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  7. They are all impressive shots. I love the tiniest detail in every subject you took. What a talent!

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    1. So glad that you visited and enjoyed the photos! I didn't even see all the details until I looked at the photographs. It opens up a whole new world.

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  8. Beautiful shot of the snake!

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  9. I shoot with a 105mm most of the time too. It is definitely my favorite lens. Now that I'm needing readers for the majority of the time, the lens picks up so much more than I can see! Such a great capture of the snake...you're a courageous one :) Enjoy the learning curve; it gets easier and you'll soon be able to maneuver the lens like a pro.

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    1. Your photos are spectacular Cat. Now I know your secret :o)! Good to know that it will get easier.

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  10. I've been thinking lately that I need to use a tripod more. When I use my digital zoom, I just can't get the same quality because I shake too much. Great shots! The spider and the Dandelion are my favorites from this batch!

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    1. I find a tripod difficult to use when I am shooting wildlife, especially the insects and birds that tend to move around a lot so I rarely use it with my zoom lens. The macro lens is heavier and it takes me more time to set up and focus so my hands are tired by the time I am ready to take my shot. I hope it will get easier over time or my muscles get stronger.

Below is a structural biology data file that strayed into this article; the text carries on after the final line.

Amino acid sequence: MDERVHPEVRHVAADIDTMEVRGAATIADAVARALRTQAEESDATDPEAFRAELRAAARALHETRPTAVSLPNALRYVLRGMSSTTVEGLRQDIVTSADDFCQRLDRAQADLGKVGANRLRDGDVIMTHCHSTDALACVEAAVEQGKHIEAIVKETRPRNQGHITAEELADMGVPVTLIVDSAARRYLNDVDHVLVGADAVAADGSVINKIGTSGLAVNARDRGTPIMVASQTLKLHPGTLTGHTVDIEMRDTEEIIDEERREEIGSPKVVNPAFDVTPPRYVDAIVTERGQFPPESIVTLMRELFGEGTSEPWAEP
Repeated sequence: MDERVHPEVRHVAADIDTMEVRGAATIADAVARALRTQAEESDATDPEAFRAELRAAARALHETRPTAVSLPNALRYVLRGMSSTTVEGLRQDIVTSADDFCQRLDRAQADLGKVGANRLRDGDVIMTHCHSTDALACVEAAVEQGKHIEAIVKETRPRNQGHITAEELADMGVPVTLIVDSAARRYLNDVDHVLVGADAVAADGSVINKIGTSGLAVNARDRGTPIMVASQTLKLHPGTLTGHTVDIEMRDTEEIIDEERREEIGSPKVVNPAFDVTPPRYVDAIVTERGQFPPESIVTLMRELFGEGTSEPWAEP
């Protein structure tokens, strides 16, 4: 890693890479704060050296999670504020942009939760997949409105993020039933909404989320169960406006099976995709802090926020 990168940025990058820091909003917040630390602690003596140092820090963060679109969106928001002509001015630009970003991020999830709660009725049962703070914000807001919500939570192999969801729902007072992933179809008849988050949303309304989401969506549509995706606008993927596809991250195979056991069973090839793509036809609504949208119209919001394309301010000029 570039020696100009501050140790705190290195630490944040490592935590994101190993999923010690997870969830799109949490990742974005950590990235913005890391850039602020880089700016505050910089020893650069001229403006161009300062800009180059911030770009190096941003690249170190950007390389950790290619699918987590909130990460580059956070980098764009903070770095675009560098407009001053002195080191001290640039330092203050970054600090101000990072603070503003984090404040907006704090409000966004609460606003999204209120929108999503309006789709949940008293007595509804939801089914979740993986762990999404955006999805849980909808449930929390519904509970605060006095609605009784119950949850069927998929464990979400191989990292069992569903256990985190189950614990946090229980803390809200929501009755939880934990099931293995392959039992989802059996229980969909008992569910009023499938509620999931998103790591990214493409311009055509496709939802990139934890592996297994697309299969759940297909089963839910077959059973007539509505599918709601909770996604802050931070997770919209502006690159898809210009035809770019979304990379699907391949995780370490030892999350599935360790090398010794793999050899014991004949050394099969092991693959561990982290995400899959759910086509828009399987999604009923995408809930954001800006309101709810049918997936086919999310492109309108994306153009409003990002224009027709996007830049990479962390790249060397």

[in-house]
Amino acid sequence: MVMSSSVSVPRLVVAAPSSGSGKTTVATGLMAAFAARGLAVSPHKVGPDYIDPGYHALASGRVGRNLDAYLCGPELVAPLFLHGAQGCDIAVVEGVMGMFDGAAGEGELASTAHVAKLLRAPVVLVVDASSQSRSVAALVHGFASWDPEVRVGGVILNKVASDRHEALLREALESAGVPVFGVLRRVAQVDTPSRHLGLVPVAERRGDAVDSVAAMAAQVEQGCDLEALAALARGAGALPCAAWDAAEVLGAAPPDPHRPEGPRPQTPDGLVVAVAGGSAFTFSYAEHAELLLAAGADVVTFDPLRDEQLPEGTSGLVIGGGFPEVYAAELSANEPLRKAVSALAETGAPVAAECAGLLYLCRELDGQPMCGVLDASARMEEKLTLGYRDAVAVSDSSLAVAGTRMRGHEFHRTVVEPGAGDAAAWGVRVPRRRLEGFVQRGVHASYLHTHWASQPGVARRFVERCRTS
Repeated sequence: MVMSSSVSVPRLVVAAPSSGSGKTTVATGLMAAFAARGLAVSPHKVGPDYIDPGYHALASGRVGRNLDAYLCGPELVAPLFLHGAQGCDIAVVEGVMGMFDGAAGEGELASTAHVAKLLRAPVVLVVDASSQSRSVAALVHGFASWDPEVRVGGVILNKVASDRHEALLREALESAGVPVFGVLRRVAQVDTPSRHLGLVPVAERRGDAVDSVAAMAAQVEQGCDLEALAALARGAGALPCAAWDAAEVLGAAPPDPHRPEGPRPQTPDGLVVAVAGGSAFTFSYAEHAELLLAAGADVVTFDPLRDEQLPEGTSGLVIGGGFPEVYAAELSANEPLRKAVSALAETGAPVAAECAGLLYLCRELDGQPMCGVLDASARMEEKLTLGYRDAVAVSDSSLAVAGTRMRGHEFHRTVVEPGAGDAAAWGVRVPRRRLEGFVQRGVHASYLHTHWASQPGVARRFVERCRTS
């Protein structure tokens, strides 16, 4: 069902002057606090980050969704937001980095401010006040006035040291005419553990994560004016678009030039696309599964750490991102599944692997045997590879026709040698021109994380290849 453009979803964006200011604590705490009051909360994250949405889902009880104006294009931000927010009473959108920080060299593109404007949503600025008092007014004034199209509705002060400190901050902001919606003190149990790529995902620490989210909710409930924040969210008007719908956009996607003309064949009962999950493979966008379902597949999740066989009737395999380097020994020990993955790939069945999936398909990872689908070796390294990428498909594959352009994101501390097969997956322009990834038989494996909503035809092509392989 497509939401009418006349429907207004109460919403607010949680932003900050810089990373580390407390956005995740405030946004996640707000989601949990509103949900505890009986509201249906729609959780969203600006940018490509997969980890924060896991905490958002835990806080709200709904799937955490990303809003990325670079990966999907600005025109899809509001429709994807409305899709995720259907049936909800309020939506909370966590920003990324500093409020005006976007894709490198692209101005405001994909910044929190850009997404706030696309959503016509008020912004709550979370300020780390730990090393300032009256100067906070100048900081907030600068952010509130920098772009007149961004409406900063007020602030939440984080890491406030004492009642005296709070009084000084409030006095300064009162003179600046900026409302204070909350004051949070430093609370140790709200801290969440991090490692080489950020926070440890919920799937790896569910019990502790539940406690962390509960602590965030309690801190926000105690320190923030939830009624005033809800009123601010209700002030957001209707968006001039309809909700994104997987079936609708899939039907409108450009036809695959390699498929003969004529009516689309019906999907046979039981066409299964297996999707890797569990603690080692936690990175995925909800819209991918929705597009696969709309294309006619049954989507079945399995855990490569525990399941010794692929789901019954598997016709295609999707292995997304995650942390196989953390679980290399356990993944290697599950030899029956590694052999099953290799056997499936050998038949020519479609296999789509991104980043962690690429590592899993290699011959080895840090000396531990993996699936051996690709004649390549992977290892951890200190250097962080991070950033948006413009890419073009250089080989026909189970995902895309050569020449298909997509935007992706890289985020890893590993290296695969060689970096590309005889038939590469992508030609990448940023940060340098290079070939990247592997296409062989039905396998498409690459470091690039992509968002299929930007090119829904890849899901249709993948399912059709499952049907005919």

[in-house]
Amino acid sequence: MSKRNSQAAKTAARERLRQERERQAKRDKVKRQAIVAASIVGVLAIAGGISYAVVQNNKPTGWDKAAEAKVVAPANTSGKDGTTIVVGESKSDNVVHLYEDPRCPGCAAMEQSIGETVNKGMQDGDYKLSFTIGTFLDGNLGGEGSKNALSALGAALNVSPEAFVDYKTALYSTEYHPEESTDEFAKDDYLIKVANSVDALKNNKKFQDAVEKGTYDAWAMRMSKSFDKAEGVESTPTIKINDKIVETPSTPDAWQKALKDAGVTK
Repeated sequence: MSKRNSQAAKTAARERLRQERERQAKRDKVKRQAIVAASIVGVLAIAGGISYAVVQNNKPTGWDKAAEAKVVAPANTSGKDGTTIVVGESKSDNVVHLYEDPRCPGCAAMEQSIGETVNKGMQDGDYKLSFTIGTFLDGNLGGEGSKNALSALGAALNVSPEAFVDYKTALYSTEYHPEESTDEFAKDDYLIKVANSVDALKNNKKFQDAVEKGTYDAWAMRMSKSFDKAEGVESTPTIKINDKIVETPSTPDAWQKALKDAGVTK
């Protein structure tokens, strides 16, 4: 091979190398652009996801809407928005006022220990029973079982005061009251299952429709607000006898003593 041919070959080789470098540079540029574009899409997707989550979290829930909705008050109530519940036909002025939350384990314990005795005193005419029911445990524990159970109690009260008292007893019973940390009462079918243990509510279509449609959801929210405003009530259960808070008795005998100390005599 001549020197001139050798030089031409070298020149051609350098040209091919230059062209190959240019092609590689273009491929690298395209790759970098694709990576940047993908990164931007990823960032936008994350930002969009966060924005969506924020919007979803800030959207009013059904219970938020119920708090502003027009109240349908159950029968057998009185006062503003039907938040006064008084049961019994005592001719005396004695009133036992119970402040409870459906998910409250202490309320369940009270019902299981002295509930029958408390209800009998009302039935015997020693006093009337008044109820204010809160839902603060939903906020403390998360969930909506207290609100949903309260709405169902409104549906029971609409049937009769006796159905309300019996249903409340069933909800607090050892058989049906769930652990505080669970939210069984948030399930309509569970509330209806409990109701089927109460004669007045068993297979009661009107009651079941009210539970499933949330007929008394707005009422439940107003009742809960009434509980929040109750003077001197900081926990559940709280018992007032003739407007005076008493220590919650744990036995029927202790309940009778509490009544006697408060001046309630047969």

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  11. Congratulations, may your journey from photographer to artist be filled with both frustration and joy, failure, and many, many successes.

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    1. The rocky road is certainly more rewarding and educational. Thanks for the words of inspiration Charlie!

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  12. Here's to plenty more wonderful photos with your new lens! It looks like the snake is ready for you to choose a new subject.

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    1. Indeed, he was pretty annoyed and feed up by the time I got finished. He slithered off in a hurry once I moved away from him and he didn't think I was a threat anymore.

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  13. Fabulous Karin....I love inspecting the finer details up close in the garden behind and in front of the camera.

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    1. Isn't it incredible Donna! There is so much to be learned in the fine details. And so much of it we miss if we don't stop and really take a good look.

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  14. So many beautiful photos in this post Karin. You've really mastered that new lens. Interesting that you note the slightest movement or breeze can mess up the shot though. I know how hard it is with the wind to get a good shot with my camera, can't imagine how much more difficult this would be with a macro lens.

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  15. Great shots, Karin - I especially liked the one of the snake (courageous), but all are nicely detailed. Yes, macro can be a challenge - the right dof can be difficult to achieve. You might consider getting a gorillapod - small, light but holds a DSLR + large lens, and very flexible.

    I don't have a macro lens (yet) for my new full-frame camera - am trying to learn to use some close-up lenses with my 50mm lens.

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  16. amazing macro photos ... I love them too

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"Don't wait for someone to bring you flowers. Plant your own garden and decorate your soul"